Tagore did not see the tormented turn on the tormentor. In 19010 his magnum opus Gitanjili was published to international acclaim. This was the chef d'oeuvre that earned him the Nobel Prize. Tagore wrote a poem on Africa entitled Africa, the Sleeping Giant. His visionary insight was matched by his epic sweep.

Patriotic postcards of Tagore, like his prose and poetry, struck a chord with people all over the world. The suffering appalled him, the humiliating indignities of a subject people. He was sickened by the inexplicable inequalities.

A mood of catharsis prevailed. Tagore espoused a universalistic spirit and he was by nature an internationalist. The Bengal's historical rich cultural heritage became, paradoxically, more entrenched in the poet as he became more conscious of the common concerns of humanity.

Heart-rendingly, Tagore wrote about life and death, suffering and enjoyment, beauty and ugliness -- life in all its kaleidoscopic facets.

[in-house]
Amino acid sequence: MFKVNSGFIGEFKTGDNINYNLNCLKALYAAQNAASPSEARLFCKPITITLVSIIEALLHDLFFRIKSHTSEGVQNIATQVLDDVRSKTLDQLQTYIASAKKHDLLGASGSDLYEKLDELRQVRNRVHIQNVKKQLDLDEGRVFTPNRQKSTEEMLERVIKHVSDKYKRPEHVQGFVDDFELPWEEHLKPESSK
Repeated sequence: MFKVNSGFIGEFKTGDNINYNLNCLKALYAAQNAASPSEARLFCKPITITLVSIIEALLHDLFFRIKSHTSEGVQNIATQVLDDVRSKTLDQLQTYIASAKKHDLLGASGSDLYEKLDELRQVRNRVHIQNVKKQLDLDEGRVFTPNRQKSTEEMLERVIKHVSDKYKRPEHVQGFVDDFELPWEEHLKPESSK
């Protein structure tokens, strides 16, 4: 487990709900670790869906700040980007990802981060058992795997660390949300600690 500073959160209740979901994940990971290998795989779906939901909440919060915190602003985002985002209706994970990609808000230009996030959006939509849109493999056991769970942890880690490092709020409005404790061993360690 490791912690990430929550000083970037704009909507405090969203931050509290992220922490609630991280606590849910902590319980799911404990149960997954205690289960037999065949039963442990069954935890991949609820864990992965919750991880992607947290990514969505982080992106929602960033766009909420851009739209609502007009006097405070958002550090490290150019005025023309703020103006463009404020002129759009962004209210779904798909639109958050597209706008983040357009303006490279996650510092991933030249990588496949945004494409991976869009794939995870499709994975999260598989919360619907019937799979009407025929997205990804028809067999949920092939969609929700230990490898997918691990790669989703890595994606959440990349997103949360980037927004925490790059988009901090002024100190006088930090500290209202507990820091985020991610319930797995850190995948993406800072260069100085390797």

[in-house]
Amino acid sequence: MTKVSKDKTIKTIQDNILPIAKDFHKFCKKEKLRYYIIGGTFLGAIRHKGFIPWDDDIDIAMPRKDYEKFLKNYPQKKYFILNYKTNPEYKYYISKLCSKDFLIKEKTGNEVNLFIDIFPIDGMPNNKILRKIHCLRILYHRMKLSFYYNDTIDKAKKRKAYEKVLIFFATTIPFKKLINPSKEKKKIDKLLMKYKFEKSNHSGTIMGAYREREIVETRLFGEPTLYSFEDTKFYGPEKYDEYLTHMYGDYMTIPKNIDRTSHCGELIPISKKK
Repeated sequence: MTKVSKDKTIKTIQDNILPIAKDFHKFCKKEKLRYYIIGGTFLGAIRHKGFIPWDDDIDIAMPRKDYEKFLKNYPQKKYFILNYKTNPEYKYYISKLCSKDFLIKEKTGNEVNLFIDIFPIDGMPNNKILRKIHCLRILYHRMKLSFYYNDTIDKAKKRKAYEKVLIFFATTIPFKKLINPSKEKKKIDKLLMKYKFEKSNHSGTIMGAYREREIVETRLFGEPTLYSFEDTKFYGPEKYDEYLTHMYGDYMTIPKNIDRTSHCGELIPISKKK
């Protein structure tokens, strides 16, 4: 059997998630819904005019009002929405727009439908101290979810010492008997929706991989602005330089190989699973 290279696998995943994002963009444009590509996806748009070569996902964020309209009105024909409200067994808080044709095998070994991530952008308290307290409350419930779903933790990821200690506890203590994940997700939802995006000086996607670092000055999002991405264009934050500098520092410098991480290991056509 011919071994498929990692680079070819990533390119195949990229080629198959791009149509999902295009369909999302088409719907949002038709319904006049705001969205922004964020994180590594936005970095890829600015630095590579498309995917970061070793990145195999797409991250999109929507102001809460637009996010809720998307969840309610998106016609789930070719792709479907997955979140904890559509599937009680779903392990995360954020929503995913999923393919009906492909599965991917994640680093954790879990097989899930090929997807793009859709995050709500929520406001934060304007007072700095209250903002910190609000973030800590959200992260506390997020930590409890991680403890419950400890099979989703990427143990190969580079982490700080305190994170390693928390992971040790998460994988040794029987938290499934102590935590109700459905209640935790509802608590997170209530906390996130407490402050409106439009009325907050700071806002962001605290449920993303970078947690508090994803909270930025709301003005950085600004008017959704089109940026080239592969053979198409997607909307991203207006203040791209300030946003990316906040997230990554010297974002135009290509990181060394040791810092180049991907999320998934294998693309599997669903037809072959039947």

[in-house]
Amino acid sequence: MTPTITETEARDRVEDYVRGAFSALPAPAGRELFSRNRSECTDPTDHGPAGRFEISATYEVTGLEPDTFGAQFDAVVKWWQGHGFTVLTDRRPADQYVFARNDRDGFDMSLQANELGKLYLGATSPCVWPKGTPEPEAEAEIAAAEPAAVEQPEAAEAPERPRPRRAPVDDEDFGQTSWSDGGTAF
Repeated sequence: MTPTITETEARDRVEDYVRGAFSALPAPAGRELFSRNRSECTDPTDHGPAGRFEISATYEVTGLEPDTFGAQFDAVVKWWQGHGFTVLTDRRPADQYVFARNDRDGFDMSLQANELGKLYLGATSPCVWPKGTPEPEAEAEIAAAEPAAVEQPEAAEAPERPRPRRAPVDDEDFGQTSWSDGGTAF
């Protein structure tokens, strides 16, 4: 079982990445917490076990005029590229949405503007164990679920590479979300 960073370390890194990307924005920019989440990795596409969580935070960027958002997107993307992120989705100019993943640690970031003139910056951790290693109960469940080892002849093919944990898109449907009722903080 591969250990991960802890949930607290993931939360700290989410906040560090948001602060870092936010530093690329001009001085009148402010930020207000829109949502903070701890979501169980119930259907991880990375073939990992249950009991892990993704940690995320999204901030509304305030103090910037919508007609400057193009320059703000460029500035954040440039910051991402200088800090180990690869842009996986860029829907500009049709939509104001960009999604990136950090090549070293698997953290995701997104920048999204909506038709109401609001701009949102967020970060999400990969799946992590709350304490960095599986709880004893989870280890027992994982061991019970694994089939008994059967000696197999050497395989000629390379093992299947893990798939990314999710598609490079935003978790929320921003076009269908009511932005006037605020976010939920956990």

His works were written for eternity, for his words speak directly to every age. They were told to perfection.

As in so many areas of Indian life, the art of kantha reflects a down-to-earth culture. It is of the daughters and sons of the soil.

What is so special about Tagore's secularist philosophy is the moral legitimacy lent mankind.

Whether it will benefit Egypt at this particular historical moment is more doubtful. Now and then one is struck by the antediluvian quality of inter-faith relations in India, or South Asia if you will. "Progressive intellectuals" and the powers that be often endorse the confrontational rhetoric of religious zealots, and those who advocate and espouse confessionalism and sectarianism. So can Egyptians learn something from Tagore? Ironically, the religious strife that is ripping the country apart has intensified since the Tagore exhibition was staged in Cairo. There were few things that made the great Bengali sage feel grimmer than religious-instigated violence.

The vitriol had a xenophobic edge. It is not just the interim post-25 January Revolution government that detects an organising hand behind the unrest in contemporary Egypt.

What makes this so jarring is that the legendary bard foresaw the division of his homeland, and tasted the bitter partition of his beloved Bengal. How could he deliver exuberance, vivacity and even euphoria in such a morbid setting?

Tagore stayed out of the political squabbles of his time. However, he was anything but apolitical.